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The Criminal Justice System and Health Care$
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Charles A. Erin and Suzanne Ost

Print publication date: 2007

Print ISBN-13: 9780199228294

Published to Oxford Scholarship Online: January 2009

DOI: 10.1093/acprof:oso/9780199228294.001.0001

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Medical Manslaughter: The Rise (and Replacement) of a Contested Crime?

Medical Manslaughter: The Rise (and Replacement) of a Contested Crime?

(p.29) 3 Medical Manslaughter: The Rise (and Replacement) of a Contested Crime?
The Criminal Justice System and Health Care

Oliver Quick

Oxford University Press

This chapter considers the increase of, explanations for, and alternatives to prosecutions of health care professionals for manslaughter following fatal error. It begins by analysing arguments for and against the imposition of negligent criminal liability. The process by which this crime has received cultural acceptance is considered and particular attention given to the context of the changing landscape of regulating quality in healthcare. Shifting perceptions of the notion of trust are considered central to this. It is argued that the difficulties of interpretation and the potential vagaries of discretion render this offence incapable of clear and objective measurement and that consequently, it ought to be abolished. Finally, the chapter considers available alternatives in the form of Health and Safety Law, and from within the existing and proposed structure of homicide. It concludes that there are persuasive philosophical and practical arguments for pitching liability at the level of recklessness.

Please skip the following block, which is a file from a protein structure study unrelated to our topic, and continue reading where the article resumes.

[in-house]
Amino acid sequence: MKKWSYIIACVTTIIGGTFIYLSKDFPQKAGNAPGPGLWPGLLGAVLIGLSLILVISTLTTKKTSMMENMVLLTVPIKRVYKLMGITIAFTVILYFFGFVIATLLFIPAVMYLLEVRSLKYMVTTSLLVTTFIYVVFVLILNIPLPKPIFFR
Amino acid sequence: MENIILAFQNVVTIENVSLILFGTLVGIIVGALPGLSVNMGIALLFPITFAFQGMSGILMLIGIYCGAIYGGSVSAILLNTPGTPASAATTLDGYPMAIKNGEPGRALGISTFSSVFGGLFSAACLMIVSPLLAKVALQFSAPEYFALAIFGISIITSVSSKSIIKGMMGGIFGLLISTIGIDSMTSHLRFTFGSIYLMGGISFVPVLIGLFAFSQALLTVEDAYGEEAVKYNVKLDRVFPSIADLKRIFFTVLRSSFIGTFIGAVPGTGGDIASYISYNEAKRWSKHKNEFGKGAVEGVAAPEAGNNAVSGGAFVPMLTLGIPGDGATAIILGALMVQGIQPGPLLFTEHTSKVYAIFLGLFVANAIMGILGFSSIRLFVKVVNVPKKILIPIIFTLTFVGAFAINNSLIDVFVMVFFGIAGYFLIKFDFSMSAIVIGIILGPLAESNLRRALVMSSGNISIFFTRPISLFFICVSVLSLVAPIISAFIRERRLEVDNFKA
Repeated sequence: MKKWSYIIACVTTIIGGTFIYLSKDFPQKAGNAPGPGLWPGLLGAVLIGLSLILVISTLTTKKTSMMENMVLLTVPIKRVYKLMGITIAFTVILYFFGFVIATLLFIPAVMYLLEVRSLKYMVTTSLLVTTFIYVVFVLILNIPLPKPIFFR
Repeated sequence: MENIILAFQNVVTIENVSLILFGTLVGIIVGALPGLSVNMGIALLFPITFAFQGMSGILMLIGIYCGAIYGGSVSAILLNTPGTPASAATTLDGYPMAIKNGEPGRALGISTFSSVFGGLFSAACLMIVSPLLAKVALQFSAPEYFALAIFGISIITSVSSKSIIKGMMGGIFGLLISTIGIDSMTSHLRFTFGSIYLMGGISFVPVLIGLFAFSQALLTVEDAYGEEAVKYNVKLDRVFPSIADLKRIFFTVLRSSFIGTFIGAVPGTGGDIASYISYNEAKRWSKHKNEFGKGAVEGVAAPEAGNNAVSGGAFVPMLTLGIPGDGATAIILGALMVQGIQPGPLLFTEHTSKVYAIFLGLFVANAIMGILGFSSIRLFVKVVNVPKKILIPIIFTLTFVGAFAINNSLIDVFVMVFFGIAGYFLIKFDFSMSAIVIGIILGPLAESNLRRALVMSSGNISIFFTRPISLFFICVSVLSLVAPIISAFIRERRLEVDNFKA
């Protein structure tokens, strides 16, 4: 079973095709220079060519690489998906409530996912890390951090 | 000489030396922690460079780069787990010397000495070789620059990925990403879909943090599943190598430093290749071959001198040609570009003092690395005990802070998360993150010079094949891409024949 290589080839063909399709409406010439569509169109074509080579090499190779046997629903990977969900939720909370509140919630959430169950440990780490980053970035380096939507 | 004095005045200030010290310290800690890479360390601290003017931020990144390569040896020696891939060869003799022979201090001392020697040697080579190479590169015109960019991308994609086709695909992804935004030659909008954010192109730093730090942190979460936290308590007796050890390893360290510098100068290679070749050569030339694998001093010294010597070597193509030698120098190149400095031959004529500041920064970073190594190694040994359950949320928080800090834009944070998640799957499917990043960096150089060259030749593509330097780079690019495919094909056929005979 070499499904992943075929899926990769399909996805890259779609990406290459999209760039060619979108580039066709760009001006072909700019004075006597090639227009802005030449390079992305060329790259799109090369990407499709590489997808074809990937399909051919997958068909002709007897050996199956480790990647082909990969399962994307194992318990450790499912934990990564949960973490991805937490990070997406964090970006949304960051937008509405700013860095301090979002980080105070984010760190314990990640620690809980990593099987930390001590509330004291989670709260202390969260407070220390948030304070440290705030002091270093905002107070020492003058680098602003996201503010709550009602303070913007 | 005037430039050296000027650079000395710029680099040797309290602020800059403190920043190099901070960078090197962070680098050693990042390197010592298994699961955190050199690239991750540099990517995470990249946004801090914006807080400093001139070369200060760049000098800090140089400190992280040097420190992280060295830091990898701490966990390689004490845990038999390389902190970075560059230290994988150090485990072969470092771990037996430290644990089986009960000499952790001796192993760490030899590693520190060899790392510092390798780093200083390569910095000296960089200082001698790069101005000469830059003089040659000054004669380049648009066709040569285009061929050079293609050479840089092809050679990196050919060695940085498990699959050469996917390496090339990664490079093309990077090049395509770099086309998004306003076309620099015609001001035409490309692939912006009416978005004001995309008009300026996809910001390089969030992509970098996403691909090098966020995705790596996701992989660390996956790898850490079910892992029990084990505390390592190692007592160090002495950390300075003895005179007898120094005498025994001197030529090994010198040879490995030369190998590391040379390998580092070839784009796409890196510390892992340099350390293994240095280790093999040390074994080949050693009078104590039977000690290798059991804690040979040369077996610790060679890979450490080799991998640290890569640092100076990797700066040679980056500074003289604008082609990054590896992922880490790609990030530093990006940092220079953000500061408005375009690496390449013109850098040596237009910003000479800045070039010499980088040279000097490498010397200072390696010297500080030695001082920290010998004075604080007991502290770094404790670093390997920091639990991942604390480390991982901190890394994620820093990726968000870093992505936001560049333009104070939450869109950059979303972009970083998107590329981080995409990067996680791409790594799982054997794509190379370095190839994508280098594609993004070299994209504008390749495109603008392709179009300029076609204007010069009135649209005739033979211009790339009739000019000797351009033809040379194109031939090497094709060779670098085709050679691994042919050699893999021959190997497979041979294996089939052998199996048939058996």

Keywords:   medical error, trust, recklessness, negligence, criminalization, homicide

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